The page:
(Copyright © 2016 by Wil C. Fry.)

Because the weather was still holding — lower 70s by now, clouds breaking up, still no rain — I drove south on Lamar Avenue into the heart of Austin and found a tiny parking lot near the river (Colorado River). I briefly wondered how fast the river flows, because I’d been within sight of the Colorado just a few days earlier, at Colorado Bend State Park. I wondered: if I had dropped something buoyant into the river at the park a few days ago, would it have arrived at Austin by now? Probably.

We did not get a chance to explore all the beauty along the river there, because BWF had an accident (more than 72 hours clean!), but we saw enough to appreciate it. There are walking/jogging/biking trails all up and down the river, and easy places to cross to the south side by foot. Lots of shade trees, flowers, turtles, etc., just a few minutes’ walk from several high-rise residential towers in Austin. (Later, I looked up a few of those towers; you can get a two-bedroom apartment for as little as $3,444 per month! — yes, I’m being sarcastic; that’s a ridiculous price for a small living area.)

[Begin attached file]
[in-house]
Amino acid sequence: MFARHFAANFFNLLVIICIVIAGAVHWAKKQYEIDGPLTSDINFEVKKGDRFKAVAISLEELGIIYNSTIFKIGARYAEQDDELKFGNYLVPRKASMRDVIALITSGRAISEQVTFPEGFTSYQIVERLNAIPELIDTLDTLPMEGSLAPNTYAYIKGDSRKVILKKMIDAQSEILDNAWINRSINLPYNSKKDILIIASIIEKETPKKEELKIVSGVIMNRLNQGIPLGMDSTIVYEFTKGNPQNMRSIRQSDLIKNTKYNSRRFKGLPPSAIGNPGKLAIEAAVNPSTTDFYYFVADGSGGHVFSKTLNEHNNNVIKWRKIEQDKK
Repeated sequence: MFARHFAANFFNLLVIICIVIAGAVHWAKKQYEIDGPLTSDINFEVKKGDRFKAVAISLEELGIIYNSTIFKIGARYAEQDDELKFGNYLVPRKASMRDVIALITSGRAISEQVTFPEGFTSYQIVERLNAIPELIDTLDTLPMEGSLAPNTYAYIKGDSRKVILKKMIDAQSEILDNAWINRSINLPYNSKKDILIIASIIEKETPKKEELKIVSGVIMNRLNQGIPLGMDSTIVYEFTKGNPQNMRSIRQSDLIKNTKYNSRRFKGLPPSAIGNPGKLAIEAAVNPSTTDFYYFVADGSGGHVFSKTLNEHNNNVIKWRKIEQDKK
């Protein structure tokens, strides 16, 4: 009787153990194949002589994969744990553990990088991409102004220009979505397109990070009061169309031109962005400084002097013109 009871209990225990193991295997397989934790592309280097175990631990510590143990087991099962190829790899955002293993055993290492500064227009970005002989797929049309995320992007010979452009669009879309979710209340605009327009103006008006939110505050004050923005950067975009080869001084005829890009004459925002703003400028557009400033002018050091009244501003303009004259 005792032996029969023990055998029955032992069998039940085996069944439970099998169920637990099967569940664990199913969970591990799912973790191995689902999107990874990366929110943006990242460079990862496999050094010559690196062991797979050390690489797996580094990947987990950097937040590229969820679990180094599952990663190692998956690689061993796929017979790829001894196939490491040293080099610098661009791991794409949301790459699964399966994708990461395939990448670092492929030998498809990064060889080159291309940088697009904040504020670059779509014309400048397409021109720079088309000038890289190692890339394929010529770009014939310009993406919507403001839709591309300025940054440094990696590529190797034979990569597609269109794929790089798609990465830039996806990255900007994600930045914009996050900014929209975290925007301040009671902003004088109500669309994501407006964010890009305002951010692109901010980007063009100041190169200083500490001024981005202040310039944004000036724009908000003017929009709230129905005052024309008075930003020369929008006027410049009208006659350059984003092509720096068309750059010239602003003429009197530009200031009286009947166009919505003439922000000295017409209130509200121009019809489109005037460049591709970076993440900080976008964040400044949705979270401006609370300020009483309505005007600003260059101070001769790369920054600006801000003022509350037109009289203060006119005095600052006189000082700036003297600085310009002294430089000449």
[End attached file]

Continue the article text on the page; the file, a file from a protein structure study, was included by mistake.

RLF and I wanted to return to the trails after BWF got cleaned up, but M pointed out the quick passage of time — it was already 16:15 — so we got in the Sedona and returned home. Traffic on I-35 was ridiculous, which is much better than usual for Austin, in our experience.

I saw enough to know that I’d like to return, whether alone or with the kids, for more exploration along the river and more photography.

Click here to see all the images from the day.

Ann And Roy Butler Hike And Bike Trail
The Ann And Roy Butler Hike And Bike Trail in downtown Austin
(Copyright © 2016 by Wil C. Fry. Some rights reserved.)


  1. Sherry says:

    Enjoyed reading and looking at the pictures.